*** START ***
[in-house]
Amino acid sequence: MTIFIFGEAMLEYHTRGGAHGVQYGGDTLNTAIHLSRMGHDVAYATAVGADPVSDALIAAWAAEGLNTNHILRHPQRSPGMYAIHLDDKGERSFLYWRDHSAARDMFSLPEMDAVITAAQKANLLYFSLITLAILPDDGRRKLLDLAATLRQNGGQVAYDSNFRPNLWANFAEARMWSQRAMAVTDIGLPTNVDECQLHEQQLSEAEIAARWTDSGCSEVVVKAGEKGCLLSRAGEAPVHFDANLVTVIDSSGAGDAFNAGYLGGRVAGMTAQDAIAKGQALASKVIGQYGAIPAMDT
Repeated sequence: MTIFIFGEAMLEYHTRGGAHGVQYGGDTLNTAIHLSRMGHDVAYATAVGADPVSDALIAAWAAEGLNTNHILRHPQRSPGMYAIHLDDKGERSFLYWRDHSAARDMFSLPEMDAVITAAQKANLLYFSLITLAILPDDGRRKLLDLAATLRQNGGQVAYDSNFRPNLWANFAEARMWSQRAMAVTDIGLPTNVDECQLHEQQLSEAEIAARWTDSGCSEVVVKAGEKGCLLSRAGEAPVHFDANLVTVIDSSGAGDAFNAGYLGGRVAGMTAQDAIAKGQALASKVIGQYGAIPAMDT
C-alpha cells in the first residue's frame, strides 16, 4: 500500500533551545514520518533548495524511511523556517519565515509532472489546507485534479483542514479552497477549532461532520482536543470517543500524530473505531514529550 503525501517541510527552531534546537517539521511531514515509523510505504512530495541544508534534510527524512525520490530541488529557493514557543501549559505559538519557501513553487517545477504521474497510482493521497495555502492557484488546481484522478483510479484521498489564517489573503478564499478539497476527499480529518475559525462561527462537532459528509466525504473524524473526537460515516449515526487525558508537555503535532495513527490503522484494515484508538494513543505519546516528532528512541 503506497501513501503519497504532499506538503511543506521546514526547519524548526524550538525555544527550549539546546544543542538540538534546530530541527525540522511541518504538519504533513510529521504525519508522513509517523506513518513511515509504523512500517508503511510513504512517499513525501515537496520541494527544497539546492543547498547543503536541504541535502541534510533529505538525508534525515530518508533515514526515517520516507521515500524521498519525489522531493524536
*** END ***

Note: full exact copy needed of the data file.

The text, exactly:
[in-house]
Amino acid sequence: MTIFIFGEAMLEYHTRGGAHGVQYGGDTLNTAIHLSRMGHDVAYATAVGADPVSDALIAAWAAEGLNTNHILRHPQRSPGMYAIHLDDKGERSFLYWRDHSAARDMFSLPEMDAVITAAQKANLLYFSLITLAILPDDGRRKLLDLAATLRQNGGQVAYDSNFRPNLWANFAEARMWSQRAMAVTDIGLPTNVDECQLHEQQLSEAEIAARWTDSGCSEVVVKAGEKGCLLSRAGEAPVHFDANLVTVIDSSGAGDAFNAGYLGGRVAGMTAQDAIAKGQALASKVIGQYGAIPAMDT
Repeated sequence: MTIFIFGEAMLEYHTRGGAHGVQYGGDTLNTAIHLSRMGHDVAYATAVGADPVSDALIAAWAAEGLNTNHILRHPQRSPGMYAIHLDDKGERSFLYWRDHSAARDMFSLPEMDAVITAAQKANLLYFSLITLAILPDDGRRKLLDLAATLRQNGGQVAYDSNFRPNLWANFAEARMWSQRAMAVTDIGLPTNVDECQLHEQQLSEAEIAARWTDSGCSEVVVKAGEKGCLLSRAGEAPVHFDANLVTVIDSSGAGDAFNAGYLGGRVAGMTAQDAIAKGQALASKVIGQYGAIPAMDT
C-alpha cells in the first residue's frame, strides 16, 4: 500500500533551545514520518533548495524511511523556517519565515509532472489546507485534479483542514479552497477549532461532520482536543470517543500524530473505531514529550 503525501517541510527552531534546537517539521511531514515509523510505504512530495541544508534534510527524512525520490530541488529557493514557543501549559505559538519557501513553487517545477504521474497510482493521497495555502492557484488546481484522478483510479484521498489564517489573503478564499478539497476527499480529518475559525462561527462537532459528509466525504473524524473526537460515516449515526487525558508537555503535532495513527490503522484494515484508538494513543505519546516528532528512541 503506497501513501503519497504532499506538503511543506521546514526547519524548526524550538525555544527550549539546546544543542538540538534546530530541527525540522511541518504538519504533513510529521504525519508522513509517523506513518513511515509504523512500517508503511510513504512517499513525501515537496520541494527544497539546492543547498547543503536541504541535502541534510533529505538525508534525515530518508533515514526515517520516507521515500524521498519525489522531493524536